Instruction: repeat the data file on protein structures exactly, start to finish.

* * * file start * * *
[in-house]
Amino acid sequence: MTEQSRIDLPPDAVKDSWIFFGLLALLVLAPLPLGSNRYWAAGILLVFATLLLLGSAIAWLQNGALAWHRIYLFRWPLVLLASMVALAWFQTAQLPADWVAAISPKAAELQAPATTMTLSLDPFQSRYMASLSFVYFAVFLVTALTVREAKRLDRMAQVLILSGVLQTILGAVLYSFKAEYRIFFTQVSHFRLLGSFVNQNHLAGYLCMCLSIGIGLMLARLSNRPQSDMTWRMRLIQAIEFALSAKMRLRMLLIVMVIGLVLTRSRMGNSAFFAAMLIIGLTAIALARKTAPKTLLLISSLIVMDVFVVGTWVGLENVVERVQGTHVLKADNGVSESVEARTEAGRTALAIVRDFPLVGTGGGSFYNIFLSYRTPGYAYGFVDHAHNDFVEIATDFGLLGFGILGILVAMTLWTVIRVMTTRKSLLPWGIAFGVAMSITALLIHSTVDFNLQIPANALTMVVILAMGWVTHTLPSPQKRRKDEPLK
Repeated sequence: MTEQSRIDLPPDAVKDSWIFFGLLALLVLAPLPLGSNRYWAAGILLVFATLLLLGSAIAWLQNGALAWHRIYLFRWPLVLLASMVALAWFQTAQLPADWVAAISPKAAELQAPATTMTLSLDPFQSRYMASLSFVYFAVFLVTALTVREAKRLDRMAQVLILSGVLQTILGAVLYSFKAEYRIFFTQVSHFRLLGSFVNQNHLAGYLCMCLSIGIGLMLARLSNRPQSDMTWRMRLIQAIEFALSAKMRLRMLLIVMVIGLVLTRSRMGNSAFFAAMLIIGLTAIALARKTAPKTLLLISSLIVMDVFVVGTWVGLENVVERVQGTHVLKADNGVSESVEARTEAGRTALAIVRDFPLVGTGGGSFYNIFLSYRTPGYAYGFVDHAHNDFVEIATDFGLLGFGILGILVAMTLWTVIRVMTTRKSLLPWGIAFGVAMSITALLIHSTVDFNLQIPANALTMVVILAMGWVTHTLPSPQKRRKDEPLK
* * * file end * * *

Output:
[in-house]
Amino acid sequence: MTEQSRIDLPPDAVKDSWIFFGLLALLVLAPLPLGSNRYWAAGILLVFATLLLLGSAIAWLQNGALAWHRIYLFRWPLVLLASMVALAWFQTAQLPADWVAAISPKAAELQAPATTMTLSLDPFQSRYMASLSFVYFAVFLVTALTVREAKRLDRMAQVLILSGVLQTILGAVLYSFKAEYRIFFTQVSHFRLLGSFVNQNHLAGYLCMCLSIGIGLMLARLSNRPQSDMTWRMRLIQAIEFALSAKMRLRMLLIVMVIGLVLTRSRMGNSAFFAAMLIIGLTAIALARKTAPKTLLLISSLIVMDVFVVGTWVGLENVVERVQGTHVLKADNGVSESVEARTEAGRTALAIVRDFPLVGTGGGSFYNIFLSYRTPGYAYGFVDHAHNDFVEIATDFGLLGFGILGILVAMTLWTVIRVMTTRKSLLPWGIAFGVAMSITALLIHSTVDFNLQIPANALTMVVILAMGWVTHTLPSPQKRRKDEPLK
Repeated sequence: MTEQSRIDLPPDAVKDSWIFFGLLALLVLAPLPLGSNRYWAAGILLVFATLLLLGSAIAWLQNGALAWHRIYLFRWPLVLLASMVALAWFQTAQLPADWVAAISPKAAELQAPATTMTLSLDPFQSRYMASLSFVYFAVFLVTALTVREAKRLDRMAQVLILSGVLQTILGAVLYSFKAEYRIFFTQVSHFRLLGSFVNQNHLAGYLCMCLSIGIGLMLARLSNRPQSDMTWRMRLIQAIEFALSAKMRLRMLLIVMVIGLVLTRSRMGNSAFFAAMLIIGLTAIALARKTAPKTLLLISSLIVMDVFVVGTWVGLENVVERVQGTHVLKADNGVSESVEARTEAGRTALAIVRDFPLVGTGGGSFYNIFLSYRTPGYAYGFVDHAHNDFVEIATDFGLLGFGILGILVAMTLWTVIRVMTTRKSLLPWGIAFGVAMSITALLIHSTVDFNLQIPANALTMVVILAMGWVTHTLPSPQKRRKDEPLK